Help with chipping while carving cedar

hey guys

I’ve been making some cedar signs lately and i’m having a problem with some chipping while carving. I’m using a 1/8" upcut bit to do the roughing pass, and a 1/16" upcut to do the detail pass. and some of the smaller details are chipping out. I’ve been cutting down cedar into 1 1/2" x 1 1/2" strips then edge gluing them to the size I need. was wondering if there was anything i could apply before hand that would help. I plan on painting the pocket letters and staining the rest of the sign so if I was going to apply something beforehand it would have to be able to take stain afterwards.

Switch to a downcut bit. You can also surface finish your stock to lock those wood fibers together a bit.

An upcut bit is going to blow it out.

what do you mean surface finish? I will definitely be getting some other bits, but as this is for a customer and I have a deadline I will have to work with what I have.

its a soft wood best you can do is slow it to half the ipm and hope it does not snag any grain that is usually how blow out happens to me.

You can’t change this in Easel, but when working with Fusion 360 recently on a piece carved in cedar I found that carving with a climb cut (rather than conventional) seemed to greatly reduce the chipping.

Try putting a couple light coats of spray shellac on the wood before you machine it. That helps a bit. Also, what are your cut settings, DOC and feedrate?

A light coat of sanding sealer, shellac, hardener etc.

Running the machine at 45 ipm and .05 doc

you might try to run a couple of passes at .01 or .02 just to break the surface grain with less stress. Stop it, and then restart with regular settings.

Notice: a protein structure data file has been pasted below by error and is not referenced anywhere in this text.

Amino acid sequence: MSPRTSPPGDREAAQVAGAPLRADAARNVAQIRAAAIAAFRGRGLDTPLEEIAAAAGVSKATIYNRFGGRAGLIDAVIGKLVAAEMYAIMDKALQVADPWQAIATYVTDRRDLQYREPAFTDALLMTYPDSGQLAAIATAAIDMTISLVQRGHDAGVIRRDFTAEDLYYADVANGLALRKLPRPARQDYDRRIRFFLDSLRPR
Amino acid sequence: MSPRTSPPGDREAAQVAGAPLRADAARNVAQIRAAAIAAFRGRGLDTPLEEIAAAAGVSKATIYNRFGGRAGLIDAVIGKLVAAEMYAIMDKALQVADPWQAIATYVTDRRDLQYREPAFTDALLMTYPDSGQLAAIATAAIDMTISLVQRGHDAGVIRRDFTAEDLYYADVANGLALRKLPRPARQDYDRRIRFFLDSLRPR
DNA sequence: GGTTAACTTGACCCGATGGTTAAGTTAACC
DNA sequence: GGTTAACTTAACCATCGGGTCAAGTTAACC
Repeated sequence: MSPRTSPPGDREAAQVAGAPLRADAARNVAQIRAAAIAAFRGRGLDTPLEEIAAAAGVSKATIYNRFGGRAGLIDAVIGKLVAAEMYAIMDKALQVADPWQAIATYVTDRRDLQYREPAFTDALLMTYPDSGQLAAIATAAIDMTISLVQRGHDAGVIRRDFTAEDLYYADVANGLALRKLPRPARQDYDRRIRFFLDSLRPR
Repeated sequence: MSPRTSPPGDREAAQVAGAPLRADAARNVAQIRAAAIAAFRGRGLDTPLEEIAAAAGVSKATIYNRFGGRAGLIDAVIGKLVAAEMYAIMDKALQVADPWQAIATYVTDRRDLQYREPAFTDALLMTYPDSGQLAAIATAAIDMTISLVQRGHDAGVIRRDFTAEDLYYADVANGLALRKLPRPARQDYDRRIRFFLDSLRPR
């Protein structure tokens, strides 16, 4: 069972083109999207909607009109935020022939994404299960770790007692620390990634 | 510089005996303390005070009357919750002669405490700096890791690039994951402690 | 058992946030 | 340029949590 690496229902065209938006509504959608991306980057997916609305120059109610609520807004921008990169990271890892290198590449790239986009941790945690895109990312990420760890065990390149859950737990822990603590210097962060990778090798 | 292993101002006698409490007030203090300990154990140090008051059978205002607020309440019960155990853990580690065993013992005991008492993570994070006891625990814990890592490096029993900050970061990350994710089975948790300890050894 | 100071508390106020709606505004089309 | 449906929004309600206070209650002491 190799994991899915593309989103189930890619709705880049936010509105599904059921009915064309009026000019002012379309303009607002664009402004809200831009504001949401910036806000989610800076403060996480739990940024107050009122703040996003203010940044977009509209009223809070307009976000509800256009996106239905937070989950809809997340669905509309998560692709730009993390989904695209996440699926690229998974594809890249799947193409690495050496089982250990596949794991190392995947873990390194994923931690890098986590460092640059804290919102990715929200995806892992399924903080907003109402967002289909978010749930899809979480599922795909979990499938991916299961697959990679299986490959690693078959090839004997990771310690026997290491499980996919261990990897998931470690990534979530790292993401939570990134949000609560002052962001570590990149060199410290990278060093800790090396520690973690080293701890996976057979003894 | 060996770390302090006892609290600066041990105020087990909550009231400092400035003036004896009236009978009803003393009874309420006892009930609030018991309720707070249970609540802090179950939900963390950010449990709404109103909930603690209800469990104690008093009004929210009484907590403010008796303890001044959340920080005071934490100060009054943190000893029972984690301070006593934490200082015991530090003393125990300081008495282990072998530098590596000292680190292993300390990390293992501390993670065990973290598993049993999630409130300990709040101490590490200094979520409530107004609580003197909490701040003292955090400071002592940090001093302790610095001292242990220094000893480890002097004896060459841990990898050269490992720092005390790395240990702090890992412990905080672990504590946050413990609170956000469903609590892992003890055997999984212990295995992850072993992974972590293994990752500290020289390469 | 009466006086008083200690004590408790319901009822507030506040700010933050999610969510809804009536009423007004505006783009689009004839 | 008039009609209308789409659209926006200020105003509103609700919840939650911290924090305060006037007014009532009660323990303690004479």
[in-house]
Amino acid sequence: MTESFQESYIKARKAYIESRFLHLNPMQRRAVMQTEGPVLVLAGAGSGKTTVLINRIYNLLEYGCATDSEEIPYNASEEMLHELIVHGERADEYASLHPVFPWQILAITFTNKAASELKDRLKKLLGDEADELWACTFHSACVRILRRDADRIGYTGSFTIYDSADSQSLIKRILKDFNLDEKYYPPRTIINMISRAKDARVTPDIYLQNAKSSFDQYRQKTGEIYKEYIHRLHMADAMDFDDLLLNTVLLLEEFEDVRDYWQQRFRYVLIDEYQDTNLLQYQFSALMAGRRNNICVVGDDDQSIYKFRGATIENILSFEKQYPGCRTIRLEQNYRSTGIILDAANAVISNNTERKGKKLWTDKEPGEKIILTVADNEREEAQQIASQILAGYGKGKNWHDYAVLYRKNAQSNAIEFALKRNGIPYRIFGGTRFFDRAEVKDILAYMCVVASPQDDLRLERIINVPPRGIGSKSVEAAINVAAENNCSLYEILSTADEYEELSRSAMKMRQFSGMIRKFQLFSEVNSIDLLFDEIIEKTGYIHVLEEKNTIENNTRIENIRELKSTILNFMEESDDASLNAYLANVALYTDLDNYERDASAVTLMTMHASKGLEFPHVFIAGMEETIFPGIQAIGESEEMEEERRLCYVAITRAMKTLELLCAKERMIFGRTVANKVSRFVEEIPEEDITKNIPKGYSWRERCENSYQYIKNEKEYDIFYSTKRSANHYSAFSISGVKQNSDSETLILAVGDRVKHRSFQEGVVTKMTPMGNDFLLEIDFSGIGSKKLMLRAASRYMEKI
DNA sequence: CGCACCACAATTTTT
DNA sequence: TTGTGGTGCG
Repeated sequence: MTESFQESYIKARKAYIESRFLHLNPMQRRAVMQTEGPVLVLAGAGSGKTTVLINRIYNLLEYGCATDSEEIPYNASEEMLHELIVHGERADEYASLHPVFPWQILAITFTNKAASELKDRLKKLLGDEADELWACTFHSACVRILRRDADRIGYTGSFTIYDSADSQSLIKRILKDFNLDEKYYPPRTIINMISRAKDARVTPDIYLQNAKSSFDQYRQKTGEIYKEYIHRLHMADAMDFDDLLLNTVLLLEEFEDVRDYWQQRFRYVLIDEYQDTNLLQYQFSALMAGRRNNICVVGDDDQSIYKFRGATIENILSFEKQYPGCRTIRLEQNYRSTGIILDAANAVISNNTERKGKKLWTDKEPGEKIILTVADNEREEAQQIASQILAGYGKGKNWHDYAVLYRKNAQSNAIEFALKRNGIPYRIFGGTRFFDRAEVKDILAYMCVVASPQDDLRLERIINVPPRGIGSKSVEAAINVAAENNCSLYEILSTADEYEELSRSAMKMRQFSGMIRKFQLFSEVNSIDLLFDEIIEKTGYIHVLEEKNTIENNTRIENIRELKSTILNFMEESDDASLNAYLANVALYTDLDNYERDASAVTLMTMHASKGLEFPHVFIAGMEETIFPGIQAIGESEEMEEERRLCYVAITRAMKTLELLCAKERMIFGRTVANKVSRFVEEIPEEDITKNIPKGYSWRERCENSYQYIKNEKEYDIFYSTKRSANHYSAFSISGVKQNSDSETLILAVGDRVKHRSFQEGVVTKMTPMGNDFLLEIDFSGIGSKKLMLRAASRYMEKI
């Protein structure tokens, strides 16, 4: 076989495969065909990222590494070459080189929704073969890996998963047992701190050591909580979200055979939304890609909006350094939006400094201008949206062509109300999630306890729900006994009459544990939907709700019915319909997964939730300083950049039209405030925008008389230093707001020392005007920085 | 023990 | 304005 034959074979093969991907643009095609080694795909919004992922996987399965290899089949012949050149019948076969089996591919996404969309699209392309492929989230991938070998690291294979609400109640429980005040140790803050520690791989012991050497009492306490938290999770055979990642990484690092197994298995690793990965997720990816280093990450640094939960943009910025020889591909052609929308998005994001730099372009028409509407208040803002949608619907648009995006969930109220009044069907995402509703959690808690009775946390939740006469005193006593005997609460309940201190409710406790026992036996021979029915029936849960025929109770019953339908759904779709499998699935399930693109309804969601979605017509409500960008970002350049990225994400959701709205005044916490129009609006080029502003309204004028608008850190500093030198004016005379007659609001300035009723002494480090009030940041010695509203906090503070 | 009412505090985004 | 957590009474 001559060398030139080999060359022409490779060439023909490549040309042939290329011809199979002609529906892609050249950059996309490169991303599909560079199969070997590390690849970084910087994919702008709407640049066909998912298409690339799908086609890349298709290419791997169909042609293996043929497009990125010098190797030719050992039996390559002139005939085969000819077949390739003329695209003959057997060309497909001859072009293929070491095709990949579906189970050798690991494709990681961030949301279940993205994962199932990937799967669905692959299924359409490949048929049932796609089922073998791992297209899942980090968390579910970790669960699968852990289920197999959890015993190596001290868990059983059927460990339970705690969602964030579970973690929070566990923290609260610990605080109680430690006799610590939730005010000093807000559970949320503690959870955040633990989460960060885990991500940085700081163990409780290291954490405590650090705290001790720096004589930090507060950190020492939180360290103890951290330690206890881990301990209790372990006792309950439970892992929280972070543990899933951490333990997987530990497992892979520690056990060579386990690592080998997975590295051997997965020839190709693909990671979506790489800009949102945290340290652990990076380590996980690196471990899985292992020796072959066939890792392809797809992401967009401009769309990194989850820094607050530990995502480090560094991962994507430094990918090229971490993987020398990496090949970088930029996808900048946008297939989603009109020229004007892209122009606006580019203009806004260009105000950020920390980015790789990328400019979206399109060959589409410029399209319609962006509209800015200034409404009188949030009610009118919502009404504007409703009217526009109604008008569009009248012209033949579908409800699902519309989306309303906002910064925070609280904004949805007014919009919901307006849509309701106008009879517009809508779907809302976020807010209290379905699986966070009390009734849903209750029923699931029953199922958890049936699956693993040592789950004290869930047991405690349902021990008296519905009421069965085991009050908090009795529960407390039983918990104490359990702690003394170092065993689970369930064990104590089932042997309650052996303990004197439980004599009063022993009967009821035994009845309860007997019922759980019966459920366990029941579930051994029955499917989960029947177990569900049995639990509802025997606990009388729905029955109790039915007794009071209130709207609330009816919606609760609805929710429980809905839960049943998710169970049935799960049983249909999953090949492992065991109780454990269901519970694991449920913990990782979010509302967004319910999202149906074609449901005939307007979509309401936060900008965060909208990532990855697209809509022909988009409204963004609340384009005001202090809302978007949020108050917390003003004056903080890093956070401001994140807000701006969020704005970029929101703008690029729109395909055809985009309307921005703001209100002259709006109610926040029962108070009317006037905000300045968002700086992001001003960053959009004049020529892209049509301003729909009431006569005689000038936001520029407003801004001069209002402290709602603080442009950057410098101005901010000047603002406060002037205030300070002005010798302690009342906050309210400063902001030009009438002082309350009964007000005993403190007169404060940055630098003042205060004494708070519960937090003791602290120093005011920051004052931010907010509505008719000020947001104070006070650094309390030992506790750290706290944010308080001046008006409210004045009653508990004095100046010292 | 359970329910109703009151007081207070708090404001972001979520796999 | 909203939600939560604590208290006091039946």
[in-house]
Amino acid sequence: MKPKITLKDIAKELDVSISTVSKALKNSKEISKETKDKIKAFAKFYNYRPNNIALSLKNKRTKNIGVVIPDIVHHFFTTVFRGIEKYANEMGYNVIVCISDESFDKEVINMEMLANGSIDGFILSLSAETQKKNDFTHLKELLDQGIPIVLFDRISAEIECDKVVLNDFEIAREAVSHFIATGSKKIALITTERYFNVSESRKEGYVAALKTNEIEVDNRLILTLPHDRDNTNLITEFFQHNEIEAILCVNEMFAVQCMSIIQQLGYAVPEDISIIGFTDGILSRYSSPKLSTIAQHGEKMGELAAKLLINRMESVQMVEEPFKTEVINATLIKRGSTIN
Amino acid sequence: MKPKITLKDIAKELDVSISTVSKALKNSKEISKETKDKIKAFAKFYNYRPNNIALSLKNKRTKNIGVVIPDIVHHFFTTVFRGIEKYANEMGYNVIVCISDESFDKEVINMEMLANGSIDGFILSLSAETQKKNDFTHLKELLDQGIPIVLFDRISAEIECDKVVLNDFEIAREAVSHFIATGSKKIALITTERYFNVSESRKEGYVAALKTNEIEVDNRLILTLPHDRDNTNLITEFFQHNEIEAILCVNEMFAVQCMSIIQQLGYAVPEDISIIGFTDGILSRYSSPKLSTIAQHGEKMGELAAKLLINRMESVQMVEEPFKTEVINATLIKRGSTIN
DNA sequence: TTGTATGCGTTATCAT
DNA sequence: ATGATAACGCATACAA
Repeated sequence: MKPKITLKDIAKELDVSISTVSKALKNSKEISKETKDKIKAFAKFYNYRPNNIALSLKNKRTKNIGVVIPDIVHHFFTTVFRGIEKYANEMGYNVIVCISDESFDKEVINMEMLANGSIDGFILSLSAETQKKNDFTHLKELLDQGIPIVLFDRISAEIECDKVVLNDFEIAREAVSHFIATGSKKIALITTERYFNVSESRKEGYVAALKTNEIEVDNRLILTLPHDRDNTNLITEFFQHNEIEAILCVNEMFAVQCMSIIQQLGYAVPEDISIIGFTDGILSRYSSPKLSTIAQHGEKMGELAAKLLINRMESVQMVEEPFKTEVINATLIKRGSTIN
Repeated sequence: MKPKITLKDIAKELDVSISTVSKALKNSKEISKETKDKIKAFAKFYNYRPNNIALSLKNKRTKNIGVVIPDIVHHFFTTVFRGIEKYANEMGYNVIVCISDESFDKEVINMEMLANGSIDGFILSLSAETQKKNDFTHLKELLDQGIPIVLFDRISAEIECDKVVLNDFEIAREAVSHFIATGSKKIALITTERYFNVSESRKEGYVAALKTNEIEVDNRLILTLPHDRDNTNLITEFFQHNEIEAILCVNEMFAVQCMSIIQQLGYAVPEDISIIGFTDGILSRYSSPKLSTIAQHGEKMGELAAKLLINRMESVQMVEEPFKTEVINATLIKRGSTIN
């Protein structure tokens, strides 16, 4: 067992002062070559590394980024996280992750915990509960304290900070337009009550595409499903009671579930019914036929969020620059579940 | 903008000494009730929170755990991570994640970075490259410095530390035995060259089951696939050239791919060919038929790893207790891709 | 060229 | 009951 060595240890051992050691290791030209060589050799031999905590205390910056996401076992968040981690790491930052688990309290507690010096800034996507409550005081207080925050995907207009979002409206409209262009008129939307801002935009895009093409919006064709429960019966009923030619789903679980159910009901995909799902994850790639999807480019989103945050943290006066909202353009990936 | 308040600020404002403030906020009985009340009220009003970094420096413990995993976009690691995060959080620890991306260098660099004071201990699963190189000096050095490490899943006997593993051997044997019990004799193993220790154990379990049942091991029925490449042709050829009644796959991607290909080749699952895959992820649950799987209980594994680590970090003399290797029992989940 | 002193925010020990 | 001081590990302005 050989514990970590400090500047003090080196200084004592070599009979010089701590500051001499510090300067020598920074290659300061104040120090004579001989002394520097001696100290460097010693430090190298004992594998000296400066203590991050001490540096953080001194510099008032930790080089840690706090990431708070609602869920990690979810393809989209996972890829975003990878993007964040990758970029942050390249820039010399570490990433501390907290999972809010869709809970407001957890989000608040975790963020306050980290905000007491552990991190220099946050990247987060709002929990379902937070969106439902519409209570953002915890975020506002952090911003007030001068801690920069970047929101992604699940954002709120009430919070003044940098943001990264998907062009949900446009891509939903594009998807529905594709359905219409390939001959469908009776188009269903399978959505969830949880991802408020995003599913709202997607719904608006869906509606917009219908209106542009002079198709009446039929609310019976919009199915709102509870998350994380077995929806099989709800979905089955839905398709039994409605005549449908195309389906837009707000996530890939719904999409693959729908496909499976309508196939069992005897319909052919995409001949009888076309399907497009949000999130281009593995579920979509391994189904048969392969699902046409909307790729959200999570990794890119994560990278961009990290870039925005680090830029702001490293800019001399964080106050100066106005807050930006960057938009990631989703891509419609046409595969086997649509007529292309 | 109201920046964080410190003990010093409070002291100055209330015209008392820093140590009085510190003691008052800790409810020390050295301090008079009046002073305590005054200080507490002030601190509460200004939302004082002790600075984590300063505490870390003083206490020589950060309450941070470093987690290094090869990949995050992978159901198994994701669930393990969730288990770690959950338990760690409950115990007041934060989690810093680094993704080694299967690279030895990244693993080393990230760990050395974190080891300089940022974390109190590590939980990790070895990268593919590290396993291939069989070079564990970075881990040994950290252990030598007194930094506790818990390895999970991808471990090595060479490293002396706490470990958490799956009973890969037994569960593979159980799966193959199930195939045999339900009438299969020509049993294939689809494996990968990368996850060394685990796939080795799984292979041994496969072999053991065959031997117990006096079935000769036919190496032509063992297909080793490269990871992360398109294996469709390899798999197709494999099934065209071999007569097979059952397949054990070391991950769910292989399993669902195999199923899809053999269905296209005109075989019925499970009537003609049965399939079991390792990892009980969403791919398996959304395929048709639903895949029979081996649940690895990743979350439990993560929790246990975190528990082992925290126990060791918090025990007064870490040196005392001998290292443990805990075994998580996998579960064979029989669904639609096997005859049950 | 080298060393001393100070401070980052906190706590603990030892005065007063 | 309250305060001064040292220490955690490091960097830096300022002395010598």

would it be better to do the detail pass first or the roughing pass first?

for basic letters, you should be able to get away without doing a roughing pass.

I agree with @JDM about making a couple shallow passes first. You may also want to reduce your overall depth of cut from .050" to .035" or so.

I don’t know how deep you’re cutting the letters, but my first engraving cuts were as deep as 1/2". My most recent was only 1/8", and it looks better than the deep cuts. It also reduced the cut time dramatically, and was easier to paint in the pockets. You may consider making a sample sign with cut depths from .025" to .250" to show off the difference with shadows and viewing angles. If you can convince your customers to accept a shallower cut, you’ll be ahead on time and bit wear.

So I got my second piece of edge glued cedar all ready, and this time I applied a coat of sanding sealer before carving which so far has helped immensely. I also ran the first pass at .01" my final pocket will be .17" deep and I was running at .04" per pass. ( I know the final pass is only carving .01") I have not run the detail pass yet, we will see tomorrow how well the sanding sealer helped.